Electrochemical, resonance Raman, and surface enhanced Raman spectroscopic study of biomolecules: cytochrome c and its mutants

Date
1996
Authors
Zhou, Chengli
Major Professor
Advisor
Therese M. Cotton
Committee Member
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Chemistry
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Chemistry
Abstract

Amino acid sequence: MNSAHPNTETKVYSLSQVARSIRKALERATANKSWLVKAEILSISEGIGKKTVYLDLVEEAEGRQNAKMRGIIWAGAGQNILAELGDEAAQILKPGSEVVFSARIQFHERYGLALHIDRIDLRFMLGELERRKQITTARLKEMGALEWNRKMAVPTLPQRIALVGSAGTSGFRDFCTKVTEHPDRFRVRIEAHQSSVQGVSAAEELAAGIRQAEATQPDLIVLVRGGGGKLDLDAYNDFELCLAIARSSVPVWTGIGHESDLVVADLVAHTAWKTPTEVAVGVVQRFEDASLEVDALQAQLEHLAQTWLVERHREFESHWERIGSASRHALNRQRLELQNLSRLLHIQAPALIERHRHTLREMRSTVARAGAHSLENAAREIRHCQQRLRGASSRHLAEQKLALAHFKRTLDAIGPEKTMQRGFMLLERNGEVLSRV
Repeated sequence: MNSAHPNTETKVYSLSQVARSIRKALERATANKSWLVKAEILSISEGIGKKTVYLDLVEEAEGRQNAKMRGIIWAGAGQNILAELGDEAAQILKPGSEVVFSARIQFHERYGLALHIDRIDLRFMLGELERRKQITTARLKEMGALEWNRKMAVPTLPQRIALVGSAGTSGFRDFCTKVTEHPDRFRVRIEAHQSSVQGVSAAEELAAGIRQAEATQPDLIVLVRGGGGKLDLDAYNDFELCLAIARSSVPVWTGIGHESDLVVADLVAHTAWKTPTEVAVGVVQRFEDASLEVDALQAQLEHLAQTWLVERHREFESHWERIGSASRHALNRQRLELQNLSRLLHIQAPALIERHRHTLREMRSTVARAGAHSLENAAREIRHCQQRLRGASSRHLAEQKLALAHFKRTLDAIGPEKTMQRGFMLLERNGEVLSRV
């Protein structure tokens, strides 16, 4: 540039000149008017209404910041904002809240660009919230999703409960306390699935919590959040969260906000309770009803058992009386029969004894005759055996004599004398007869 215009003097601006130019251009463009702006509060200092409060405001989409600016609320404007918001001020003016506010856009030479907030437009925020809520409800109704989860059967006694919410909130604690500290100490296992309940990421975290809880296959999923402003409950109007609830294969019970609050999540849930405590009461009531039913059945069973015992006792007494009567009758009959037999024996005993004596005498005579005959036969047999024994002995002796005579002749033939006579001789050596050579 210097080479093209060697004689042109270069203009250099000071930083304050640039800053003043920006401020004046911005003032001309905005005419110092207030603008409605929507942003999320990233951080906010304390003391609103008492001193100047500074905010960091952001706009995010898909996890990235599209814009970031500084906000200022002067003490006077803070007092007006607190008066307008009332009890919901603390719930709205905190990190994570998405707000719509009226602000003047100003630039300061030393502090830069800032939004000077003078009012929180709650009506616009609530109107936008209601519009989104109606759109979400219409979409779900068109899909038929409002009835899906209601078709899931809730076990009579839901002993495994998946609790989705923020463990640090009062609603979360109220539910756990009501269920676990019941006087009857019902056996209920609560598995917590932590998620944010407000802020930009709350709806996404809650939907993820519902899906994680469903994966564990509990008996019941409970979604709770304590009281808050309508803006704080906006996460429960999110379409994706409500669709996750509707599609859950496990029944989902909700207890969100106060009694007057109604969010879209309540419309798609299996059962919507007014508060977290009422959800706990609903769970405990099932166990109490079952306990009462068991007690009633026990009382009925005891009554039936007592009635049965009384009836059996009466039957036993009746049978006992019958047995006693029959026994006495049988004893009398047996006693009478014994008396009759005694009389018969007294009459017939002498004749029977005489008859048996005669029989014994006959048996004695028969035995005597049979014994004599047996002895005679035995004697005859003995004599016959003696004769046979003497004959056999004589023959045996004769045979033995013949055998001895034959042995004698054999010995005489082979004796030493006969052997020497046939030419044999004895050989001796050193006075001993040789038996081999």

In this work, conventional electrochemical methods were coupled with structure sensitive techniques, resonance Raman and surface-enhanced resonance Raman spectroscopies to study the electrochemical behavior, electron transfer mechanisms and configuration of the cytochrome c at modified metal electrode surfaces. Four studies were undertaken. The first one reevaluated two promoters which were studied by other research groups and a new electrode modification procedure was used. It was determined that both 2,2'-bipyridine and pyrazine act as promoters. The strengths of adsorption were found to be a very important factor which affects the promoter performance. A new idea about the structure requirement of the promoter was proposed. The second study found that thiophene, carbazole and pyridine whose molecules contain only one functional group, are all effective promoters which supported the previously proposed idea in the first study. The crucial role of these three promoters may be prevent denaturation and/or irreversible adsorption of cytochrome c or the deaminated and oligomeric components, which results in irreversible electrochemistry. In the third study, Quasi-reversible and direct electron transfer was observed between an iodide-modified gold electrode and cytochrome c. The results suggest that an electrostatic interaction between cytochrome c and the iodide-modified electrode surface plays an important role in the electrochemical response. Results obtained by surface enhanced resonance Raman scattering (SERRS) spectroscopy indicate that the heme group of the adsorbed cytochrome c is in the native low spin, six coordinate configuration at the iodide-modified Ag electrode, whereas at the bare Ag electrode a mixture of both low spin, six coordinate and high spin, five coordinate heme is present on the surface. In the forth study, several cytochrome c mutants were characterized by using cyclic voltammetry, resonance Raman and surface-enhanced resonance Raman spectroscopies to investigate how the mutations affect the redox potential, electron transfer kinetics and the stability of cytochrome. The results show that the mutations for the water mutants decrease the redox potentials which indicates that the mutation increases the stability of the protein. The RR results indicate that the heme environment is strongly perturbed by the mutation.

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